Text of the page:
While Cuba may be on many Americans’ travel bucket lists, Donald Trump is making this dream less and less attainable with each policy he passes. Not only are these increasingly tight travel restrictions affecting the thousands of US travelers that have dreamed of lounging on the beaches of Varadero or walking down the colorful Havana streets, the Cuban tourism industry is now struggling to generate profits like they once did.
The Obama administration made impactful steps towards repairing relations between Cuba and the US. This involved policies of restoring diplomatic ties and diffusing tensions between the two nations, as well as lessening travel restrictions. One of the ways American citizens were able to travel to Cuba was through “people-to-people” travel, meaning they could book travel through a US based tour group. One of the most popular ways for Americans to legally venture over to Cuba was through cruise companies. In 2019 between January 1st and April 30th, 142,721 Americans traveled to Cuba by cruise ship compared to the 114,832 who traveled by plane, the New York Times reports.
Since Trump has taken office, he has reversed many of these policies, increasing travel restrictions. “People-to-people” travel is currently prohibited, as well as the entrance of American owned cruise ships into the country. Trump’s administration claims to have made these changes in an attempt to not support communist regimes in any way. When asked one week before the presidential elections about how he planned to handle Cuban relations during his time in office if he was elected, he responded with “The United States should not prop up the Castro regime economically and politically, as Obama has done and as Hillary Clinton plans to do. They don’t know how to make a good deal, and they wouldn’t know how to make a good deal if it was staring at them in the face.” Trump has continued to go forward with this isolationist attitude towards Cuba in part because of the Cuban government’s support of Nicolás Maduro, the corrupt Venezuelan president. While many nations have chosen to denounce the Venezuelan government and withdraw support (even through a third party), the U.S. travel restrictions to Cuba have led to economic hardship for the Cuban tourism industry and private sector.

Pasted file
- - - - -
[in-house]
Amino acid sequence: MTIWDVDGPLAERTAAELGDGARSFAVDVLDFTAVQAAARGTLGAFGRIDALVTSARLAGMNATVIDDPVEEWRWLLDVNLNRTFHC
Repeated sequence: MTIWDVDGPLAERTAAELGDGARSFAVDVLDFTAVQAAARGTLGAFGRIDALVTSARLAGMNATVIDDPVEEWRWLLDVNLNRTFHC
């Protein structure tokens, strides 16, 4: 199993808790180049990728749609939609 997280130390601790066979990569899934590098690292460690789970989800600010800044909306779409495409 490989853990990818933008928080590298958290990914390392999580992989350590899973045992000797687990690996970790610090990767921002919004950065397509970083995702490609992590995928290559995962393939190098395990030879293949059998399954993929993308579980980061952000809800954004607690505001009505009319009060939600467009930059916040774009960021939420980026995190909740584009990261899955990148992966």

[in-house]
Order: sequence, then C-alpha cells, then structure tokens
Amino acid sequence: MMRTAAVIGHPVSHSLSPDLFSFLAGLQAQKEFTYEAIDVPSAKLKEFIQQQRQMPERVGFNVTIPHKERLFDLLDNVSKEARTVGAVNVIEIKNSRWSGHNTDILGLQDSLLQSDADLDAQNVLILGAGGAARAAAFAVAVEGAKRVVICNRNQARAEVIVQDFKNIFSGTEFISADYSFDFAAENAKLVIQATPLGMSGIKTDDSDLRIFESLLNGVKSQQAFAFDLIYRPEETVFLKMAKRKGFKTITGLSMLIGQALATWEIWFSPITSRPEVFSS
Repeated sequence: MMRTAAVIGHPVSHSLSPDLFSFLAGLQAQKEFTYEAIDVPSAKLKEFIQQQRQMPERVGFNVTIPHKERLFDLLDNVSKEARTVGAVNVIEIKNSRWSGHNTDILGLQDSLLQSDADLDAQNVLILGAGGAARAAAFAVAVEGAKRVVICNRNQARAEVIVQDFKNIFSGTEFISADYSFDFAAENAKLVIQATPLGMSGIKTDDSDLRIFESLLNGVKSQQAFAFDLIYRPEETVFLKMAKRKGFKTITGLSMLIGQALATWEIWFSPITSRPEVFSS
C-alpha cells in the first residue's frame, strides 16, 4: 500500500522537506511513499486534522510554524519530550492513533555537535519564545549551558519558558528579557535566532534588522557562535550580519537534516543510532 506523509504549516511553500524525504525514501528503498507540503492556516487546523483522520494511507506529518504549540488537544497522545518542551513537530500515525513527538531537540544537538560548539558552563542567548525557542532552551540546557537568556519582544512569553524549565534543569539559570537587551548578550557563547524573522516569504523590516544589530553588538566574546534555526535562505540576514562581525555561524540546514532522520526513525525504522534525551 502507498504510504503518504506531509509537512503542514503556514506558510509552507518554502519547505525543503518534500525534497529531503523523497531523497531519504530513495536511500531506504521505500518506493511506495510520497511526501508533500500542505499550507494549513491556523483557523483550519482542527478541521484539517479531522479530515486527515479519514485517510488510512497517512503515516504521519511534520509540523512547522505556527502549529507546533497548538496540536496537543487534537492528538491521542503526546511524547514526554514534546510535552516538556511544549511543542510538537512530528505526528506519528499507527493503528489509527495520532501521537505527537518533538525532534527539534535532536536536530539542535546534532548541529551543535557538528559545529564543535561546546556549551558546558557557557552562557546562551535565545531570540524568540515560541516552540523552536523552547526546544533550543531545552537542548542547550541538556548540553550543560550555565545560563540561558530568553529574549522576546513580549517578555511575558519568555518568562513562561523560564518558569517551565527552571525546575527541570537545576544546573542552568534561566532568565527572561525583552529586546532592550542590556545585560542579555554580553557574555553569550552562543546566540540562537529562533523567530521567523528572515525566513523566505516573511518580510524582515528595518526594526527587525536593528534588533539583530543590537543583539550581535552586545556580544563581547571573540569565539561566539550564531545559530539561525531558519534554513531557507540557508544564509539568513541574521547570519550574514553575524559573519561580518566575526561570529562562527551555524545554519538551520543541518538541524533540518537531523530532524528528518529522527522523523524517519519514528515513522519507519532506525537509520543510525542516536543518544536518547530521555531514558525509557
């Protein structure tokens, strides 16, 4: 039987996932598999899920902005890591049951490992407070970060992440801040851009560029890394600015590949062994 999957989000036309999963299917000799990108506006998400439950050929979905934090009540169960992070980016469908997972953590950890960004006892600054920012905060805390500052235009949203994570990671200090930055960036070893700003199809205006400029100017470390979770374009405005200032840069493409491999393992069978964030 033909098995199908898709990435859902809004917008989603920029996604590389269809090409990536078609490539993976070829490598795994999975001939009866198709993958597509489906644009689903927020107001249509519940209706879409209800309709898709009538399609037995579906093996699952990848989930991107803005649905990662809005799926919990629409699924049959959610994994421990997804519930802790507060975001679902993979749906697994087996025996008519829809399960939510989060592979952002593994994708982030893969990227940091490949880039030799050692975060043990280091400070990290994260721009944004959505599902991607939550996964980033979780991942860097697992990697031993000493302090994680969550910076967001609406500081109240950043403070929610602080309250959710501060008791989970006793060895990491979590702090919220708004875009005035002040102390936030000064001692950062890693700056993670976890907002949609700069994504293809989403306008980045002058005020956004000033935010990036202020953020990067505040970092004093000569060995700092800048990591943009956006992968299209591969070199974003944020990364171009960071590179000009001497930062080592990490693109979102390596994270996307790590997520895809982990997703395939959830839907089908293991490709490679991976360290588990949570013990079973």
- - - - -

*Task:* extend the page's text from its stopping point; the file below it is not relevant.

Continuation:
The amount of tourists arriving to Cuba dropped by 23.6% in July 2019, only one month after the enforcement of Trump’s new policies. During this time, the Cuban government also drastically changed its expectations on the number of tourists they would be receiving in 2019. The Latin American Post reports that government officials changed their expectations from over 5 million visitors in 2019, to around 4.3 million because of Trump’s strict new policies. Last year, Cuba received around 4.7 million tourists. This sharp decline in visitors has not only affected tourism companies, it has also taken a toll on small businesses, hotels, and taxi drivers whose clientele is made up in large part by seasonal tourists. While Trump claims he does not aim to hurt these businesses in the Cuban private sector, his policies directly contradict this sentiment. Although travel restrictions continue to tighten under the Trump presidency and Cubans may be losing hope in the potential of their tourism sector, there is no telling how the numbers may shift after the 2020 presidential election in November.